Hello, I’m Zack Kanner, a New York City magic grinder who has played competitively for ten years. I have primarily played on the Grand Prix circuit the last few years to try to stay on the elusive Pro Tour train. Throughout those years I have toured the country, played on a Pro Tour, and made a lot of great friends and memories doing so. With that being said, I have decided to move back to the SCG circuit and play in every open this year. That’s what I’ll write about here.

Speaking of which, SCG held a team event down in Baltimore recently. The format was “Team Constructed,” which means you form a team with one player each in Standard, Modern, and Legacy. This is a good opportunity to explore the dynamics of team tournaments. How do you assign formats among your team? What are the dynamics of choosing decks across multiple formats? Which little things make a difference?

Format Selection

Before diving into who played which format, let’s look at who was on the team. In the Standard seat we had Anna Madison. She’s had a lot of success in Standard in the past,  qualifying for MC Cleveland through a Grand Prix top 8 back in 2018, with an Invitational top 8 as well. She is well versed in the format and we figured to have her play there as she’s more invested in the format in preparation for the MC. Next is our Legacy seat, Bradley Carpenter. Brad has been a grinding for a while like me, and he loves to play Legacy. Brad has had multiple top 8s in Opens with Legacy and generally leans toward this format for team events. The Modern seat went to me. This is the primary format I’ve been playing lately with a lot of success.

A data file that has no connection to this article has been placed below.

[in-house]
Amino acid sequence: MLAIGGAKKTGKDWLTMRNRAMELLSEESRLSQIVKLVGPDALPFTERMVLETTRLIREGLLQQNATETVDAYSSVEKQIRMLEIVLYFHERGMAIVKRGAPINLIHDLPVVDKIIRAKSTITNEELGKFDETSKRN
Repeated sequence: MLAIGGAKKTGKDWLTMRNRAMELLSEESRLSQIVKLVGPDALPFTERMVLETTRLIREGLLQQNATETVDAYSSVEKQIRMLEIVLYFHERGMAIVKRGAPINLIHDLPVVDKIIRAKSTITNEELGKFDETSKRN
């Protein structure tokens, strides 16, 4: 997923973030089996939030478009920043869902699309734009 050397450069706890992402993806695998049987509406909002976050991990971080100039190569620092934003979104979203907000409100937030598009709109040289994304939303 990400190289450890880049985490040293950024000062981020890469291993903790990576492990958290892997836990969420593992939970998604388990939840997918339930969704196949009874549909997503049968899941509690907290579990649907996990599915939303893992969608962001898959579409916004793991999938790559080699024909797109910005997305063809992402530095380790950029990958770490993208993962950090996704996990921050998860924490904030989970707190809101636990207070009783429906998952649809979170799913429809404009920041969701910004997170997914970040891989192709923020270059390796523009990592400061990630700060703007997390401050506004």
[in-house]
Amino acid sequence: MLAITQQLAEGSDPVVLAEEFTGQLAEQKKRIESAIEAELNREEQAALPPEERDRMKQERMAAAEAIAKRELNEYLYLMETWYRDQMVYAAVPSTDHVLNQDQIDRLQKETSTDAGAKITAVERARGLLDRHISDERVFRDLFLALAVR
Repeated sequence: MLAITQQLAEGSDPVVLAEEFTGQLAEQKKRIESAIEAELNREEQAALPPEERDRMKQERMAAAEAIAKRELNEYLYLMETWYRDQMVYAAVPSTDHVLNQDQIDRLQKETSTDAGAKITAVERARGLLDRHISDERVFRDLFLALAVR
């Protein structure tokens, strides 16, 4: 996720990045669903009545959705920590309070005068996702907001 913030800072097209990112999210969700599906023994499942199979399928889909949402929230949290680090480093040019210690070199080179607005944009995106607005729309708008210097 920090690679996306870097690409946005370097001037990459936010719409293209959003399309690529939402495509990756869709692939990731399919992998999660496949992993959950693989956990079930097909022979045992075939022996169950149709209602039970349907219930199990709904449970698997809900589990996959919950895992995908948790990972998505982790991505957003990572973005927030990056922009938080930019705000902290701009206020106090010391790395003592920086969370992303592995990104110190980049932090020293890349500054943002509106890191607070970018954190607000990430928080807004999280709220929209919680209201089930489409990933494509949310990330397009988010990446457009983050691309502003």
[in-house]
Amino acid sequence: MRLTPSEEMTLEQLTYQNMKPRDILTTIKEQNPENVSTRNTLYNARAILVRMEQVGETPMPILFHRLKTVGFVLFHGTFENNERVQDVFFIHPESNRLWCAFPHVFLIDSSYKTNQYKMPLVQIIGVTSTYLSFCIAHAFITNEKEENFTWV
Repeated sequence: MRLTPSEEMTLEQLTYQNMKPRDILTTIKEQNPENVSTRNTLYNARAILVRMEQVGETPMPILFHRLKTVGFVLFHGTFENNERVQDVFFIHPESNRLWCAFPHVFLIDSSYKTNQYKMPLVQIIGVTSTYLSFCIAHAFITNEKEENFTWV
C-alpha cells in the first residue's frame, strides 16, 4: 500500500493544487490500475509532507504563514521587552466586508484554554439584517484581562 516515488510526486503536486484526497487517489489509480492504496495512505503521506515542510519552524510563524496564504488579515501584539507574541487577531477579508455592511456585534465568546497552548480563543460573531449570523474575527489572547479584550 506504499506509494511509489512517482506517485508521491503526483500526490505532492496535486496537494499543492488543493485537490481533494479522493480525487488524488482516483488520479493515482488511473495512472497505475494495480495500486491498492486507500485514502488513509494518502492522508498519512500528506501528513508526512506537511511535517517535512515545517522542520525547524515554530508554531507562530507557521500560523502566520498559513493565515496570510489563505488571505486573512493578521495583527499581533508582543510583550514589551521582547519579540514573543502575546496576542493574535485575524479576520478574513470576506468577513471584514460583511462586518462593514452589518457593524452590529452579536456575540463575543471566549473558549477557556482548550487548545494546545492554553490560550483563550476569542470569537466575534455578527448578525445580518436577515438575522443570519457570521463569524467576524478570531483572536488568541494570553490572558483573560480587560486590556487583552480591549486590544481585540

So, did we do a good job assinging formats? Often teams form by friends who each want to play a specific format of the three, and that’s mostly what we did. But I think sometimes it is better to consider going deeper than the baseline format preferences. If you have a teammate who is comfortable in multiple formats, use that as an advantage.

I am not sure our team ended up with the best format assignments. While Brad is a big Legacy aficionado, his prefered BG Depths deck was not well positioned for the event and he ended up a bit lost trying to find another deck to play. I play a lot of Legacy on the side and Brad recently made top 8 of a Modern classic. We could have swapped formats and perhaps ended up with better decks and results.

The lesson is: don’t lock in on each teammate’s format assignment if you don’t have to.

Deck Selection

That said, we all ended up playing decks we were happy to pilot.

For Standard, Anna was trying to play a sweet Hero of Precinct One deck that looked similar to Wyatt Darby’s top 8 list from Indianapolis. But as a team we concluded that the decks to beat were Esper Control and Sultai Midrange. Now the best way to beat those decks was realistically playing a bunch of mirror matches. Anna didn’t want to play the mirror, and that is a smart call if you don’t have enough reps with the deck. Luckily Brad also made top 8 the Indianapolis open with Izzet Drakes, so we settled on that for Standard. Anna was able to turn to Brad for advice on the deck during the tournament. Like I noted above, it’s smart to use cross-format knowledge in these team events.